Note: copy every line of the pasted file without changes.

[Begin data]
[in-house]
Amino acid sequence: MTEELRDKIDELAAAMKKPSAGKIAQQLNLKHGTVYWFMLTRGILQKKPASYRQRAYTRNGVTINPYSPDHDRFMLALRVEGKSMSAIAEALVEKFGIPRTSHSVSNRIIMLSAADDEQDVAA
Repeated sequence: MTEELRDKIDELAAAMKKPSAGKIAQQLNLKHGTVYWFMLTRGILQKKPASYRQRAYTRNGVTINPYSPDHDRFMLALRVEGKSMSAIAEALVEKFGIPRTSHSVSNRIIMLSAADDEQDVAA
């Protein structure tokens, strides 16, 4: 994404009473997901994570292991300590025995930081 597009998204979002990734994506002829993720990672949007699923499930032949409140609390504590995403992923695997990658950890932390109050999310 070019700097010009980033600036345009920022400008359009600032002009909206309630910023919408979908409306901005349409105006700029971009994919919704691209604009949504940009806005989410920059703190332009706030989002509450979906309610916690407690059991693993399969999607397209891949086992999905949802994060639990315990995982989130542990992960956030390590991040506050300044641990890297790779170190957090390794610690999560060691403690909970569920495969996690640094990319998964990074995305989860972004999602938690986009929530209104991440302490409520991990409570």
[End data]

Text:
[in-house]
Amino acid sequence: MTEELRDKIDELAAAMKKPSAGKIAQQLNLKHGTVYWFMLTRGILQKKPASYRQRAYTRNGVTINPYSPDHDRFMLALRVEGKSMSAIAEALVEKFGIPRTSHSVSNRIIMLSAADDEQDVAA
Repeated sequence: MTEELRDKIDELAAAMKKPSAGKIAQQLNLKHGTVYWFMLTRGILQKKPASYRQRAYTRNGVTINPYSPDHDRFMLALRVEGKSMSAIAEALVEKFGIPRTSHSVSNRIIMLSAADDEQDVAA
């Protein structure tokens, strides 16, 4: 994404009473997901994570292991300590025995930081 597009998204979002990734994506002829993720990672949007699923499930032949409140609390504590995403992923695997990658950890932390109050999310 070019700097010009980033600036345009920022400008359009600032002009909206309630910023919408979908409306901005349409105006700029971009994919919704691209604009949504940009806005989410920059703190332009706030989002509450979906309610916690407690059991693993399969999607397209891949086992999905949802994060639990315990995982989130542990992960956030390590991040506050300044641990890297790779170190957090390794610690999560060691403690909970569920495969996690640094990319998964990074995305989860972004999602938690986009929530209104991440302490409520991990409570």